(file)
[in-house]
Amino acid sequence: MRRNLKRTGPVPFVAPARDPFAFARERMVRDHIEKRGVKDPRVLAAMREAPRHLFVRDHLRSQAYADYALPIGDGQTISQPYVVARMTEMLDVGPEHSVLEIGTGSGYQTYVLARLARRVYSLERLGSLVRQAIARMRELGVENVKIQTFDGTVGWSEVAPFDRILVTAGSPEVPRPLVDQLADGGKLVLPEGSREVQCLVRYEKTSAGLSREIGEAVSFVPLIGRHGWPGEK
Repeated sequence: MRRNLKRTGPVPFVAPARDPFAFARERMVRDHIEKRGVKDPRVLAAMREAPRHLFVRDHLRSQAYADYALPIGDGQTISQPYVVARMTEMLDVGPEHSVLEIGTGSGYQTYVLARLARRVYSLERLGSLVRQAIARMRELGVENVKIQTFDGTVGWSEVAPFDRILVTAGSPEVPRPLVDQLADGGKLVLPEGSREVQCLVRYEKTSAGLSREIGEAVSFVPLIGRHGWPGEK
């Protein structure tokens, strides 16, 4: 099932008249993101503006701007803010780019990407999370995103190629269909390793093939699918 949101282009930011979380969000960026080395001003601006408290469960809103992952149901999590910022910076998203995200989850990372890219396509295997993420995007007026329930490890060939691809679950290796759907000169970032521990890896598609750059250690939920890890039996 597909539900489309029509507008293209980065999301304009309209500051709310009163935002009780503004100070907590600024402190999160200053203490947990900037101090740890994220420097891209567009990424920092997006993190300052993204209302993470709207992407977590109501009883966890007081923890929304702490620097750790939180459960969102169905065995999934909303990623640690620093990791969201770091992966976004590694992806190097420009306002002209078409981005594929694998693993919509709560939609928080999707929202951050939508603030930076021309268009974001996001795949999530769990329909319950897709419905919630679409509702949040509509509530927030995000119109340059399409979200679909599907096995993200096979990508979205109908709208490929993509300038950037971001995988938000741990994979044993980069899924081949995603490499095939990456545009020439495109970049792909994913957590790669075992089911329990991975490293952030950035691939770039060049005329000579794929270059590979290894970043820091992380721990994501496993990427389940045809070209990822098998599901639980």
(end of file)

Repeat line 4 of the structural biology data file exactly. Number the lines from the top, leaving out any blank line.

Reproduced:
């Protein structure tokens, strides 16, 4: 099932008249993101503006701007803010780019990407999370995103190629269909390793093939699918 949101282009930011979380969000960026080395001003601006408290469960809103992952149901999590910022910076998203995200989850990372890219396509295997993420995007007026329930490890060939691809679950290796759907000169970032521990890896598609750059250690939920890890039996 597909539900489309029509507008293209980065999301304009309209500051709310009163935002009780503004100070907590600024402190999160200053203490947990900037101090740890994220420097891209567009990424920092997006993190300052993204209302993470709207992407977590109501009883966890007081923890929304702490620097750790939180459960969102169905065995999934909303990623640690620093990791969201770091992966976004590694992806190097420009306002002209078409981005594929694998693993919509709560939609928080999707929202951050939508603030930076021309268009974001996001795949999530769990329909319950897709419905919630679409509702949040509509509530927030995000119109340059399409979200679909599907096995993200096979990508979205109908709208490929993509300038950037971001995988938000741990994979044993980069899924081949995603490499095939990456545009020439495109970049792909994913957590790669075992089911329990991975490293952030950035691939770039060049005329000579794929270059590979290894970043820091992380721990994501496993990427389940045809070209990822098998599901639980």